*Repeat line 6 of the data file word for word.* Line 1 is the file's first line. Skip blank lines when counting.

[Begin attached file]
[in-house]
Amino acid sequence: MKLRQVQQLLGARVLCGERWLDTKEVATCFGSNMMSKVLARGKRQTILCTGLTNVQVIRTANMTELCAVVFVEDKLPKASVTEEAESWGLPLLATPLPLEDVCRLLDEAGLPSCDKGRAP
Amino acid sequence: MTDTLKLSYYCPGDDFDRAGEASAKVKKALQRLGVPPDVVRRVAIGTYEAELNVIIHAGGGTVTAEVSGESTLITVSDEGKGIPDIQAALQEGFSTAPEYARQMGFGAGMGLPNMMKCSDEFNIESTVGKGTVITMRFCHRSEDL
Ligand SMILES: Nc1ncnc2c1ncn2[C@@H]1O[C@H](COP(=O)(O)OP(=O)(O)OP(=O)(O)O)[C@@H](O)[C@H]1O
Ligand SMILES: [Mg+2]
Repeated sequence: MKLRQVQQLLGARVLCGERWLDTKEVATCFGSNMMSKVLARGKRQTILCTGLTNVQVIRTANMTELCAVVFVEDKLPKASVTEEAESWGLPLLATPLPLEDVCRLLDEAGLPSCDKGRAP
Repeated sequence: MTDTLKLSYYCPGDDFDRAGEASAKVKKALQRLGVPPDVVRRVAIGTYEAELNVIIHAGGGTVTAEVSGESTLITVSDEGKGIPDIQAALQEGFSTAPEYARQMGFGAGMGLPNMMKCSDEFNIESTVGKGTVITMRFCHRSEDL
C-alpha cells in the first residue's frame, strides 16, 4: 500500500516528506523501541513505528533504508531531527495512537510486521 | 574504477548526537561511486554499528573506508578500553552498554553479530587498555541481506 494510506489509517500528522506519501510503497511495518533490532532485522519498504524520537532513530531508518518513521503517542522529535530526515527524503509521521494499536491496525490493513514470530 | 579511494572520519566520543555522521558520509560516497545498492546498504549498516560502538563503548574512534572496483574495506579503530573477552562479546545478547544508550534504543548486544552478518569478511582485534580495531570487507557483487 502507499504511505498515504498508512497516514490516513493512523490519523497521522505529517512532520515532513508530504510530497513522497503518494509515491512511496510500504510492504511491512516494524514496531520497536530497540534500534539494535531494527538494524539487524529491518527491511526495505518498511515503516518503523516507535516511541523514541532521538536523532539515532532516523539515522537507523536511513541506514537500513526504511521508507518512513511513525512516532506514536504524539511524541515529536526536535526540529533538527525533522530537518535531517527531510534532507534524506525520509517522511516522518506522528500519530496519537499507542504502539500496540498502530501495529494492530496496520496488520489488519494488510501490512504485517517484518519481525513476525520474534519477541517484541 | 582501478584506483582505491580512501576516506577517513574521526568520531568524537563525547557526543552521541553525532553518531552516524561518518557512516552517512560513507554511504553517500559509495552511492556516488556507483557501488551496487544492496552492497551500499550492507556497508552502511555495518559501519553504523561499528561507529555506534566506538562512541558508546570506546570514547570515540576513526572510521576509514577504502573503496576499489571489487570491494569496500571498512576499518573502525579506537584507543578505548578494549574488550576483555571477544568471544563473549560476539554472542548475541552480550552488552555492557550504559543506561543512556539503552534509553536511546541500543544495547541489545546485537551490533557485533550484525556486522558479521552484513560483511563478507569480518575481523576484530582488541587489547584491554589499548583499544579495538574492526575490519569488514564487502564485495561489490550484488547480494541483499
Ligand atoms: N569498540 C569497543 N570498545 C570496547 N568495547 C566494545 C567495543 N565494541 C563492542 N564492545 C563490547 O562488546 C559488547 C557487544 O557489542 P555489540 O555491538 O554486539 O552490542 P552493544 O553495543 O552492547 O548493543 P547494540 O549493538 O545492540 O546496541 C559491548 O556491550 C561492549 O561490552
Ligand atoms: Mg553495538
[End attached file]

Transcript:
Repeated sequence: MKLRQVQQLLGARVLCGERWLDTKEVATCFGSNMMSKVLARGKRQTILCTGLTNVQVIRTANMTELCAVVFVEDKLPKASVTEEAESWGLPLLATPLPLEDVCRLLDEAGLPSCDKGRAP